I hear and see on social media (a lot) from people who say they can’t eat healthier because it cost more, or they can’t exercise because it cost too much to join a gym, on and on.  I realized this weekend, just like all MY excuses — this is exactly what you are hearing excuses.

This time of year is the BEST time of year to eat healthier.  Even if you don’t grow your own garden — all the fresh fruits and vegetables are in season.  Also, in addition to your local farmers market (a big trend in all areas) — lots of communities now have community gardens (even in big cities).  We; however, do grow our own favorite vegetables and supplement others we want occasionally from the Market.

So now we have our veggies…let’s talk about what else we are eating.  Meat — we as Americans love meat.  The thing about meat is it is helpful to us in small portions (3 ounces or less).  We have gotten so used to huge portions, we don’t even know what three ounces is any more. Below is a good image of what 3 ounces looks like (photo credit to: community.ihealthlabs.com)


Also, at least in my part of the Country (the heartland) — meat has gotten very, very expensive.  So to counter-act the rising costs and in the hope of eating better; we have not only reduced the amount of meat we are eating we now try a couple of times a week to have a “meatless day”.  So for instance, last night we had some peppers and onions from the garden we needed to cook.  I took the peppers, onions, a can of mushrooms and sautéed in butter (yes real butter).  I added a bit of taco type seasoning.  We then ate this on the Aldi brand of Fit and Active flatbread, with a little grated cheese and a little low-fat sour cream.  This whole meal (including butter, cheese and flat bread) was about 264 calories and tasted delicious (wish I had taken some pictures).  My point is this meal was good, feeling and healthy…we had plenty to eat and it cost us less than $5 for the total meal.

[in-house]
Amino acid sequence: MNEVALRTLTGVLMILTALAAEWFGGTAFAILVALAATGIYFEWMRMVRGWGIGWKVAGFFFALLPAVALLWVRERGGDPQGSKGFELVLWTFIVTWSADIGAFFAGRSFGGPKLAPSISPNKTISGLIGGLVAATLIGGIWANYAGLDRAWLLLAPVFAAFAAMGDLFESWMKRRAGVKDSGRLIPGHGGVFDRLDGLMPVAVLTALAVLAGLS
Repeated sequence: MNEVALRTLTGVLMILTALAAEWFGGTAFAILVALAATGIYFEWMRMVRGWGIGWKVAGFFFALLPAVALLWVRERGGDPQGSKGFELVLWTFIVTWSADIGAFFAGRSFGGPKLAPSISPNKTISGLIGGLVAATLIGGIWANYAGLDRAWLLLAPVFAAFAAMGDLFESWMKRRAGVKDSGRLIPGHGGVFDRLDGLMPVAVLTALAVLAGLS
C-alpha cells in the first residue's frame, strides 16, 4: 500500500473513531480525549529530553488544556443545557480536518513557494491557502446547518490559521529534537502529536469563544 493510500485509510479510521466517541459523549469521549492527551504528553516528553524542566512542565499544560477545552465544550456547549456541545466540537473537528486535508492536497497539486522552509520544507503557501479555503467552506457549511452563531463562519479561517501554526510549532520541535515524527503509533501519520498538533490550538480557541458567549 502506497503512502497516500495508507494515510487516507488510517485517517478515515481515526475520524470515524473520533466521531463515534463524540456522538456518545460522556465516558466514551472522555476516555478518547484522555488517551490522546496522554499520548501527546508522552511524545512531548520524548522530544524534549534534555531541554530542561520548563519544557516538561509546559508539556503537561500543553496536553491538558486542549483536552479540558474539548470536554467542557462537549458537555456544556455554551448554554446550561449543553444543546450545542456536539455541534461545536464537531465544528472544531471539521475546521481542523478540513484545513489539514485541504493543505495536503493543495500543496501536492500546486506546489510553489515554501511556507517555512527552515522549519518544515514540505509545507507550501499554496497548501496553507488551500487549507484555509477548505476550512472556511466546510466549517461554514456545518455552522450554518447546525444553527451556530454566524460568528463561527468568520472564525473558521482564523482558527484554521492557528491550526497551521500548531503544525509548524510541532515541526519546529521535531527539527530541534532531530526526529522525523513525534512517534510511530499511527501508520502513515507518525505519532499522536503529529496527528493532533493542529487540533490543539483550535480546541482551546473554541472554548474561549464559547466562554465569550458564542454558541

This afternoon, I’m going to spend some time cleaning vegetables and putting them in nice containers so I have healthy choices at hand for my lunch and snacks all week.  I am also working on the quality of the foods we buy and as I have brilliant finds and ideas, will share more.

If you eat local, in-season and cut down your meat — this should not impact your budget too much.  You do need to trade some of those packaged foods for fruit and vegetables.  Look online for recipes — I have found lots of recipes I can through together in less than 20 minutes and have a much healthier, more delicious meal.

The next excuse is the dreaded “EXERCISE.” Believe me, I am not by nature an athletic person.  However, I know if I want to live a healthy life into my elder years I need to get healthier and more fit.  I also know from experience, the only way to get fit and feel better is to exercise (which has the added benefit of making you feel better).  Again, this time is a great time of year because you can get all the exercise you need without any gym equipment or much added expense.  You can walk.  Funny thing about walking, you can do it anywhere — big city, out in the country, small town — anywhere. You just to make time, not excuses.